Given the continued stress in the real estate market, it’s not surprising that we continue to experience a steady flow of court opinions involving issues pertinent to Michigan real estate finance. Summaries of interesting recent opinions follow.
Statutory Assignment of Rents
In 7800 W. Outer Road Holdings, L.L.C. v. College Park Partners, L.L.C., Case No. 303182 (Michigan Court of Appeals Unpublished1, June 26, 2012), the Michigan Court of Appeals interpreted Michigan’s assignment of rents statute (MCL 554.231 et seq.) on the question of who, as between the mortgagor and the mortgagee, is entitled to “rents” collected and held by the mortgagor before default and before exercise of the mortgagee’s assignment of rents rights. Observing that (i) the assignment of rents provision in the mortgage at issue covered all rents without distinguishing between pre- and post-default time periods, and (ii) Michigan’s assignment of rents statute “do[es] not impose a temporal limitation preventing collection of rental income collected before default,” the Court affirmed the trial court’s award to the mortgagee of the rents collected by the mortgagor before default. In light of this decision, commercial real estate lenders in Michigan should examine their standard assignment of rents granting provisions to confirm that they do not contain language that could be construed to preclude or limit the lender’s ability to recover rents collected before default.
Statutory Redemption Rights and Sale of Property by Court-Appointed Receiver
Given the statutory redemption rights afforded to mortgagors under Michigan’s judicial and non-judicial foreclosure statutes, questions have lingered in Michigan as to whether a court-approved sale of mortgaged commercial property by a court-appointed receiver is subject to, or can take place free and clear of, statutory redemption rights. This question was directly addressed in a trial court opinion recently issued by Ottawa County Circuit Court Judge Edward R. Post, in First Financial Bank, N.A. v. Scott T. Bosgraaf, et al., Case No. 11-02488 (Ottawa County Circuit Court, July 11, 2012)2. Judge Post answered the question by holding that the statutory redemption right, as “a creature of statute”, is available by the plain language of the statute only in the circumstance of a foreclosure sale, and not in the circumstance of a receiver’s sale. Accordingly, Judge Post concluded that the receiver’s sale should proceed free and clear of the debtor’s statutory redemption rights. His opinion was bolstered by citation to Michigan Supreme Court authority for the proposition that a receiver steps into the shoes of a debtor and succeeds to the debtor’s property rights and interests. It is likely that other Michigan courts will grapple with this issue in the relatively near future given the increasing frequency with which commercial mortgagees are incorporating the receiver’s sale into their loan recovery strategy.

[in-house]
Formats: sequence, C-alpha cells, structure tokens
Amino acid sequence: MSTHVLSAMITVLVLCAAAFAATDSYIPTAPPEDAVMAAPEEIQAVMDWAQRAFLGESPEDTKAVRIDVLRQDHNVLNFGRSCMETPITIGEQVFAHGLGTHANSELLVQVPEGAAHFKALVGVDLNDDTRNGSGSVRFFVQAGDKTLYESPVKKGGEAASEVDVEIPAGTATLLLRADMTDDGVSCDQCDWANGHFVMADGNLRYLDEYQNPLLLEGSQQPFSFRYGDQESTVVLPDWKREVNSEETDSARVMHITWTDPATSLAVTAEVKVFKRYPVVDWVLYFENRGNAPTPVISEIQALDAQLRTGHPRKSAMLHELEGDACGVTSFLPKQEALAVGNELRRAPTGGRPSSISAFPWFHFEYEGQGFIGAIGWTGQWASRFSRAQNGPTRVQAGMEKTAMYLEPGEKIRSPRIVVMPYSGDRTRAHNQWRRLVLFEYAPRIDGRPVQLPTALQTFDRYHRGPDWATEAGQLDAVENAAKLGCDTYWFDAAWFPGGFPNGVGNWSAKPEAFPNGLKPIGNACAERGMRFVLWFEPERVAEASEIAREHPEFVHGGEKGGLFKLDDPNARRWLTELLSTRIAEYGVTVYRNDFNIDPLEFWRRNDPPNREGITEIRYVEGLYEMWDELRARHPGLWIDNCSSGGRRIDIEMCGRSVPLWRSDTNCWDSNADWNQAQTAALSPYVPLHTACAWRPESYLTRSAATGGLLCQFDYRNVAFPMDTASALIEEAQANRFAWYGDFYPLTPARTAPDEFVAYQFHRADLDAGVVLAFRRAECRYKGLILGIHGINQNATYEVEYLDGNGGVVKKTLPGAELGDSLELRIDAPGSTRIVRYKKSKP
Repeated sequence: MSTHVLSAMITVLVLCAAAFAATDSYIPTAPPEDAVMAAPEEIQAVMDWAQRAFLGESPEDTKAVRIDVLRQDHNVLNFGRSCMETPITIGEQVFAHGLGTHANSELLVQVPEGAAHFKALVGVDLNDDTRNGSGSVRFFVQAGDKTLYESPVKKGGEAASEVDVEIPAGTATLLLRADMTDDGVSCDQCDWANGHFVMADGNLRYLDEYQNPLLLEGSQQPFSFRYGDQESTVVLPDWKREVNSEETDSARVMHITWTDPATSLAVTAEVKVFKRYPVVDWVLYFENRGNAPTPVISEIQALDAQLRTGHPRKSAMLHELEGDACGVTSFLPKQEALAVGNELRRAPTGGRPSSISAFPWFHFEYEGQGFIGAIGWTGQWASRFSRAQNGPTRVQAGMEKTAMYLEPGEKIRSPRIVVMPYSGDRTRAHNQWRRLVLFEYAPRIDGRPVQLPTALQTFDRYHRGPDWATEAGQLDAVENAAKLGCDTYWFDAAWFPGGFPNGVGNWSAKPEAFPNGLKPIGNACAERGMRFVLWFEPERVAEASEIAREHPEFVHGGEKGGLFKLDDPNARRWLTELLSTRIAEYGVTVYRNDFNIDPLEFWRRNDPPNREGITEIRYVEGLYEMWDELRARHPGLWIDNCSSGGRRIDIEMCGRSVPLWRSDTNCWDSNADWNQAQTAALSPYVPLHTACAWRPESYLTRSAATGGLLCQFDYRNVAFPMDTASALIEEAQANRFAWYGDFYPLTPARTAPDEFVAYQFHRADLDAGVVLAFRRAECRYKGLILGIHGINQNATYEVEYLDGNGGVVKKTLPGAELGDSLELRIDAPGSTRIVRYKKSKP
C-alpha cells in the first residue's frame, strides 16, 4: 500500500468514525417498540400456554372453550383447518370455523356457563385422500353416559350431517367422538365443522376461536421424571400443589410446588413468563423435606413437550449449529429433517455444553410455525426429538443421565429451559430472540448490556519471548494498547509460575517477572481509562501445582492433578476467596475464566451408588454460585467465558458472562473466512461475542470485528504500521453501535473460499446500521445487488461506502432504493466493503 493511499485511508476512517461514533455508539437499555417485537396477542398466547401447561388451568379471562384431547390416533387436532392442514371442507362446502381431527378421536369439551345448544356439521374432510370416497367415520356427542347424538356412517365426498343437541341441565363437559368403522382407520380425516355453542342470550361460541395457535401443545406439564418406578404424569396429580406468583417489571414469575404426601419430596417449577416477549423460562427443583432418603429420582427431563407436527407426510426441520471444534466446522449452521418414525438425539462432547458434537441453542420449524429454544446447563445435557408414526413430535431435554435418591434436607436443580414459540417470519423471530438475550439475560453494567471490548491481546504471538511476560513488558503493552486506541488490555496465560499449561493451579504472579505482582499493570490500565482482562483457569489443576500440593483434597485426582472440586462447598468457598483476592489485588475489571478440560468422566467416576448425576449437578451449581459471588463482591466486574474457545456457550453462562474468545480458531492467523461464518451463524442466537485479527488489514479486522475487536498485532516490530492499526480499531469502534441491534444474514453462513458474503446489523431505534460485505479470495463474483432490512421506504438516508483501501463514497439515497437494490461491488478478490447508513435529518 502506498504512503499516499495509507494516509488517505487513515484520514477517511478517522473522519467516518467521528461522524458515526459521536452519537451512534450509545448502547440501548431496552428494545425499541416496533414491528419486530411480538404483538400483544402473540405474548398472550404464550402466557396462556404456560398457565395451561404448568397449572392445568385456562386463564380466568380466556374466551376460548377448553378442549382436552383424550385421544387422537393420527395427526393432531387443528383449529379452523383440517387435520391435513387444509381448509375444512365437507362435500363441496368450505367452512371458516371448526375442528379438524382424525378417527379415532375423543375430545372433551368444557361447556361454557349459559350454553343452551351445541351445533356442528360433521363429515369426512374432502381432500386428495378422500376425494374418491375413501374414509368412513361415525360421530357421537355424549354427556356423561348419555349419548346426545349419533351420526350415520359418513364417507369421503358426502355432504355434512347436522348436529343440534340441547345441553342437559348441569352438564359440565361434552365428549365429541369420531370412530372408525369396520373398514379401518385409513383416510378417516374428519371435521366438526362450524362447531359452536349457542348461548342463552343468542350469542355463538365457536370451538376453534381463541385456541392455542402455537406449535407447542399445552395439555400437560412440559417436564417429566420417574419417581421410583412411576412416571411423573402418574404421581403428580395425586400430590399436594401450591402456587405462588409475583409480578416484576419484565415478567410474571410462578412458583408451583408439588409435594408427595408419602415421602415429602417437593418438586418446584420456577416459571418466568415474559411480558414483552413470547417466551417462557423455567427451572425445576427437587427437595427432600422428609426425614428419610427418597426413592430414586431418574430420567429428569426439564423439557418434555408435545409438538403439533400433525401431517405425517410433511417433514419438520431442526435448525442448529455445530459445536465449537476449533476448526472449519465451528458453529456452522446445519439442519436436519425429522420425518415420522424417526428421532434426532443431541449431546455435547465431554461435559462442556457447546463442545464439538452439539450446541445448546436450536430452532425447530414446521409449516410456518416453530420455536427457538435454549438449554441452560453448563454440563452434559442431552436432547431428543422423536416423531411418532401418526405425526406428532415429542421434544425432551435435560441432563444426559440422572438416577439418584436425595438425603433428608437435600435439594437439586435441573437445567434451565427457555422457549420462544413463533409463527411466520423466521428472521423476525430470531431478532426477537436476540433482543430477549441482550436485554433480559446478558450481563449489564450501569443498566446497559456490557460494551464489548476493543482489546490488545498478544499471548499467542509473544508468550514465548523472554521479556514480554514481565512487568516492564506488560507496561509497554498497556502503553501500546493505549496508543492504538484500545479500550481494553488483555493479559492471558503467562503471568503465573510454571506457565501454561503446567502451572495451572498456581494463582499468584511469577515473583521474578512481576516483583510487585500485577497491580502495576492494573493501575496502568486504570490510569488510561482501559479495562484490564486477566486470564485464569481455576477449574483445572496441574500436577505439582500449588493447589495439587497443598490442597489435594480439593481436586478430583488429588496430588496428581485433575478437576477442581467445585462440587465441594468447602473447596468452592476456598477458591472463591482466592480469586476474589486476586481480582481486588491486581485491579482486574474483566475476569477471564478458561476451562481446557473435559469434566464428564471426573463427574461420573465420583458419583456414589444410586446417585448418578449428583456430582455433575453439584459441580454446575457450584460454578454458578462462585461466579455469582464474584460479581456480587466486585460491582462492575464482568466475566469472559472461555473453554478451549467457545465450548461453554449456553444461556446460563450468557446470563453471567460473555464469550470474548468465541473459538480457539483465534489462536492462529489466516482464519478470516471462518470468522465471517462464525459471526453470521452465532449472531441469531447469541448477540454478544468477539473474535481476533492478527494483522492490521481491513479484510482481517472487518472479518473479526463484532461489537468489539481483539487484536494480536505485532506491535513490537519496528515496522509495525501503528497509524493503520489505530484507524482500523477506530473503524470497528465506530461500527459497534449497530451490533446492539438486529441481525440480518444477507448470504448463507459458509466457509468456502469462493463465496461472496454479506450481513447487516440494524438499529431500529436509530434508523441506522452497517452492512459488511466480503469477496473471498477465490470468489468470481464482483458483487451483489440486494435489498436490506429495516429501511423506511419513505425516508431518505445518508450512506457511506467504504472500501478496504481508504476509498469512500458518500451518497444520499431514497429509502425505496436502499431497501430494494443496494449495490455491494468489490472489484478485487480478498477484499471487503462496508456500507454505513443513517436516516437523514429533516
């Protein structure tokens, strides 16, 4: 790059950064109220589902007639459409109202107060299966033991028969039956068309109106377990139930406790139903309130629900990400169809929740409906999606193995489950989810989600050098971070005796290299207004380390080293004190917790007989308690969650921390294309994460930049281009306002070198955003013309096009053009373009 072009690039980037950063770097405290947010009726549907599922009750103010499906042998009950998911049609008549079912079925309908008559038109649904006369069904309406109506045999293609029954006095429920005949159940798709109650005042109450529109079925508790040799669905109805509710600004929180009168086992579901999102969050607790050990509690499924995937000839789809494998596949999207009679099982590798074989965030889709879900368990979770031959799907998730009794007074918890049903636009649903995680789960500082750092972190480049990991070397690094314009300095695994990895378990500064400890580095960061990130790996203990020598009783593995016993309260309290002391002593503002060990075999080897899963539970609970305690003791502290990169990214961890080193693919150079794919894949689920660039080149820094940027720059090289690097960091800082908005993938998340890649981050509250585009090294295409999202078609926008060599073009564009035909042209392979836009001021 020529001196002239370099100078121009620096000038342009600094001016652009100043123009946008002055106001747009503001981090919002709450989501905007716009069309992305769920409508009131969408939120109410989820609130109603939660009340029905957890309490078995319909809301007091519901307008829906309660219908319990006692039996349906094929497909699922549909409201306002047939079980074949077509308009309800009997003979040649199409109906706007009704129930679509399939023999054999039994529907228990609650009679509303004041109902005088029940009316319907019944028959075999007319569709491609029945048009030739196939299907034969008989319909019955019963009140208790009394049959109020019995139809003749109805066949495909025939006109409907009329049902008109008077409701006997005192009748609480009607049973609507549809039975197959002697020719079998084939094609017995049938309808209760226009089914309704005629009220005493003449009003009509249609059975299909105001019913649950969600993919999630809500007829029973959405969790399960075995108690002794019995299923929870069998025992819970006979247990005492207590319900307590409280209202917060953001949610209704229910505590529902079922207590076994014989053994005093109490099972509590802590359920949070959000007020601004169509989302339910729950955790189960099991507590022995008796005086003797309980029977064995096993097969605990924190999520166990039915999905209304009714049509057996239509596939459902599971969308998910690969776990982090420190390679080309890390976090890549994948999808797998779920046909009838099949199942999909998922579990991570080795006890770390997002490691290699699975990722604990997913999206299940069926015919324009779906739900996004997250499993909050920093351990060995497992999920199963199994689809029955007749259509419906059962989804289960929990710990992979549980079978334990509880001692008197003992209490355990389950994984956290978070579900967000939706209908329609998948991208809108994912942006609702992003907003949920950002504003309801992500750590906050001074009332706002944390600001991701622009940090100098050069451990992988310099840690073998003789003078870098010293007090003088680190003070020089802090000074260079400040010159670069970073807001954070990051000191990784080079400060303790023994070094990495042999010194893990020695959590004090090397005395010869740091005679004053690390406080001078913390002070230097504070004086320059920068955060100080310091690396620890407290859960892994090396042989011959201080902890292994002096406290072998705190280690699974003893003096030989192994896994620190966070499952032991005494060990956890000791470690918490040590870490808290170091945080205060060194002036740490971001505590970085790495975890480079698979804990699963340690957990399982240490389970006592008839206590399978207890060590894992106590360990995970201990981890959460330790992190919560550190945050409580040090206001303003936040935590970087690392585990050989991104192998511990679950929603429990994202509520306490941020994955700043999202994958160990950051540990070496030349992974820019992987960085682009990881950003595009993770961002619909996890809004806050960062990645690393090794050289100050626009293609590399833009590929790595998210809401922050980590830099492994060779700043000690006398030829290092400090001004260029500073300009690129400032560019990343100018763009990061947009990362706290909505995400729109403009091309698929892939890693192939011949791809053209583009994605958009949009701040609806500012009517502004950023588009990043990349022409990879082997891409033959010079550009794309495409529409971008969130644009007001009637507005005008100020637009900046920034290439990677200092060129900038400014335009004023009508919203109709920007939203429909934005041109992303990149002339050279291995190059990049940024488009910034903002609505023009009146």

Shortening Redemption Period Due to Abandonment
When a mortgage covering residential property (fewer than four units) is foreclosed non-judicially in Michigan, MCL 600.3241a provides a mechanism pursuant to which the otherwise applicable statutory redemption period may be shortened post-foreclosure if the property has been abandoned by the mortgagor. In Leggio v. Huffet, et al., Case No. 301821 (Michigan Court of Appeals Unpublished, July 3, 2012), a third-party (i.e., not the mortgagee) was the successful purchaser at the foreclosure sale, and thereafter took the listed steps under MCL 600.3241a to shorten the redemption period. The Michigan Court of Appeals continued its trend of strictly construing the language used in Michigan statutes by ruling that, because of the statute’s express references to the “mortgagee,” only the holder of the mortgage (i.e., the “mortgagee” in the eyes of the Court), and not a third-party foreclosure sale purchaser, may take advantage of the redemption period shortening rights granted by this statute. It is noteworthy that the Court’s opinion does not address how its ruling might apply to other foreclosure-related statutes concerning post-foreclosure sale issues and in which only the term “mortgagee” may be used.